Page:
(CNN) -- The set-up is simple. A beautiful woman looks directly at a camera and does short, jokey skits about relationships, pop culture and whatever else is on her mind.
The woman is Jessi Smiles, a young Cuban-American from Miami. Smiles was a struggling 20-year-old juggling two jobs when, about a month ago, she started posting videos to Vine, beginning with remakes of popular Vines other people had created.
Now she has more than 1.9 million followers on the social-video network, has started and ended a public relationship with an equally "Vine-famous" guy, and has quit jobs as a makeup artist and receptionist to pursue her dream of acting full time.
Vine is a mobile app from Twitter for sharing videos that are no more than six-seconds long. The videos are created on smartphones and tablets using a single button to start and stop recording, and clips can't be imported, edited, reordered or deleted.
Even with those limitations, or possibly because of them, Vine has become a hit since its January debut.
The medium has even created a vibrant online subculture and its own cast of cult stars, called "viners."
They are not household names like Robin Thicke, Bruno Mars or Beyonce (though many real stars do have large Vine audiences). But Vine celebrities like Smiles, KC James and Curtis LePore have millions of followers. Some say they are recognized on the street daily, with fans asking if they can get a picture with them and a signed autograph.
Josh Darnit makes cute and funny Vines with his kids and has half a million followers. The most popular comedian on Vine is Josh Peck who has 3 million followers. Peck was already famous from his television show on Nickelodeon, "Drake and Josh."
KC James is another Vine-grown superstar. He writes and produces mini-comedy bits, usually pulling in friends to act them out with him. The 22-year-old now has 2.5 million followers on Vine, which makes him No. 5 on the list of most popular Vine users. (For reference, One Direction's Harry Styles is No. 18.) Like Smiles, KC said he is recognized in public regularly.
How does he explain the explosion of interest in his videos?
"I'm just being myself and being goofy. I like to make my Vines relatable," said James.
James has also parlayed his Vine celebrity into a career. He said he has a TV show in the works as a direct result of his Vine posts, and is excited to finally have the opportunity to follow his dreams of comedic acting and writing.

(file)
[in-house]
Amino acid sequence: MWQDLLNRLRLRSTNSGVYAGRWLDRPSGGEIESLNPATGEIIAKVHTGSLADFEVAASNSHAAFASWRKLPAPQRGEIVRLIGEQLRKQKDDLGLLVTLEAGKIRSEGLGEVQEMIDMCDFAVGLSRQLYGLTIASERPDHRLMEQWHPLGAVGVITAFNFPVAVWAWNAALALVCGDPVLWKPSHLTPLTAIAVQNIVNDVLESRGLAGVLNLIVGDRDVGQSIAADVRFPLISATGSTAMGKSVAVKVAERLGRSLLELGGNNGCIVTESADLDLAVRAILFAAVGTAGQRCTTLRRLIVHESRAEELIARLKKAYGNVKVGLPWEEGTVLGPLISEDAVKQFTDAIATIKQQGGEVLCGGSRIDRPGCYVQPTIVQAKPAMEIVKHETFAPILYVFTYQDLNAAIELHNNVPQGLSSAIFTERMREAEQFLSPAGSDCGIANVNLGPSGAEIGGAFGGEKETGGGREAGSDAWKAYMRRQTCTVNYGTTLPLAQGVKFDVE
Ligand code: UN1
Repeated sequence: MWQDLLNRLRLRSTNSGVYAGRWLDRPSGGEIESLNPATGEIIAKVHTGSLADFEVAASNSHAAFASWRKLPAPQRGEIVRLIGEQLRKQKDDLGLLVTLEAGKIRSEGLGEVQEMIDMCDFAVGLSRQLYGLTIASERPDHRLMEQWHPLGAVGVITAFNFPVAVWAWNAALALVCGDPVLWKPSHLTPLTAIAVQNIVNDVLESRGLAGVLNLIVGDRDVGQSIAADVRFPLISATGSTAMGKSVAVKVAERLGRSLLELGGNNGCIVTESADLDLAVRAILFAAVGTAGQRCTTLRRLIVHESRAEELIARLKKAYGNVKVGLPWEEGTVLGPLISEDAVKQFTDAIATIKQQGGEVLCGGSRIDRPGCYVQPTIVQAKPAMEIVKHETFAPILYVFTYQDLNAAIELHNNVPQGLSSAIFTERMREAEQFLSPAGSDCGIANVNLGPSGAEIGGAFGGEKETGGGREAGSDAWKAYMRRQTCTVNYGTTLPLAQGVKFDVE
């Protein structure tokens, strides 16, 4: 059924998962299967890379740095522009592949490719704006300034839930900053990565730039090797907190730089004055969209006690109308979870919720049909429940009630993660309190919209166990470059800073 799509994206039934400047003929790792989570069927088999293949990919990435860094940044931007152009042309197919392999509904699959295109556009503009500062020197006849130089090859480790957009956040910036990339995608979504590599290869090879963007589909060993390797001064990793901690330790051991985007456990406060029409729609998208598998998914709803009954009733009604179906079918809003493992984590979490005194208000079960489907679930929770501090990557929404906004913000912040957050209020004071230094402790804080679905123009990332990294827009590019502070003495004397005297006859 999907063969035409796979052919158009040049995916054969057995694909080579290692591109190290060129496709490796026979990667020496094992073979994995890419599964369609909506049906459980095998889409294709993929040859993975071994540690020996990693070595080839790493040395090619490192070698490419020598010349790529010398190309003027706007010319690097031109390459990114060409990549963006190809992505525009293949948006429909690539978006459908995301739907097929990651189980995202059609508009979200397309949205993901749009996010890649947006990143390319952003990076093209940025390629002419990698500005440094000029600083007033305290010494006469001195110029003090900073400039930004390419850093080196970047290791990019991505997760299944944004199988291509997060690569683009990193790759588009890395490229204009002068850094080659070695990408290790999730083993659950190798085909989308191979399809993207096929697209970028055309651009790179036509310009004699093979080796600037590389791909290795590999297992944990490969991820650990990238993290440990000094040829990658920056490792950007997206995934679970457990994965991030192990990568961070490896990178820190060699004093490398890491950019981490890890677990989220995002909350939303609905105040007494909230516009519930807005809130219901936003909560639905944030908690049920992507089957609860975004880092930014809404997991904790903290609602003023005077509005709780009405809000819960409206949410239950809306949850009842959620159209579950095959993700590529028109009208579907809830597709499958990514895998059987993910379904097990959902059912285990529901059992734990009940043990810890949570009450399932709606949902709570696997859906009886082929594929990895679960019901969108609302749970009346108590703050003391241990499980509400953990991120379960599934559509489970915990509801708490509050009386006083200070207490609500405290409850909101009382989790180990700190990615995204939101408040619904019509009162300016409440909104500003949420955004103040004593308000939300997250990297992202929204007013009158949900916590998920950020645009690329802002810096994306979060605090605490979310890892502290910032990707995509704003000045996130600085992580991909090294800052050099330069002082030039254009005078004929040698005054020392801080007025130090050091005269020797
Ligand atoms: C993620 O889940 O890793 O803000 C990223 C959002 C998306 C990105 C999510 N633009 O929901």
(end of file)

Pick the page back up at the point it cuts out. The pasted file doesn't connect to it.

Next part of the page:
Vine itself is not profitable, but posters with big followings can make money by plugging brands on their own channels or appearing in Vines for companies. Both James and Smiles are represented by a company called Collab, which has licensing rights to all of their YouTube content. James also has appeared in Virgin Mobile ads on that company's Vine account, which were arranged by GrapeStory, another Vine talent agency.
"My life has completely changed. I've had the most amazing opportunities and such great exposure because of Vine," said Smiles. "None of this would have been possible without it."
Their followers have created fan pages and imitation accounts, and the comments on their videos are typically things like, "Please follow me!!! I will do anything for you to notice me."
Smiles is still adjusting to the attention. She said she is flattered by the knock-off accounts, though she is unsure why anyone would spend the time to do that.
"My mom still has to remind me that I can't leave my house without makeup and wearing pajamas," Smiles said. "People recognize me everywhere, no matter what state I'm visiting. It's surreal."
When Smiles arranged to meet her then boyfriend, fellow Vine star Curtis Lepore, in real life for the first time in New York City, they invited all their followers. The result was a "Super Vine," when thousands of fans show up in person to meet a Vine star and then film the mass gathering to post on Vine.
How do normal, everyday people catch the attention of so many strangers? What is it about this simple app that pushes people into celebrity status?
"It's kind of an escape for a couple of minutes. If people are having a bad day they can go to our Vines and see these people that are saying it's OK to be goofy," James said.
One reason some of these Viners say they are growing a devout following is their relatable nature. The Vines often tackle real-life scenarios and common pet peeves. The top Viners also tend to have one thing in common: comedy. People connect, and even become a little obsessed, with their down-to-earth, funny personalities.
"When people tell me that I changed their life because they were in a dark place and I helped to make them laugh -- that is the coolest thing," Smiles said.
Finding fame through an app is a new phenomenon unique to this generation. Though the videos are short, standing out is no easy feat. With over 13 million active users posting on the service, how does someone become a Vine star?
James advises, "Just be original. Spend time writing. A lot of people think it just happens, but it takes a lot of time and I work hard at my Vines."
"With only 6 seconds to shine, your creativity is pushed to another level," Smiles said.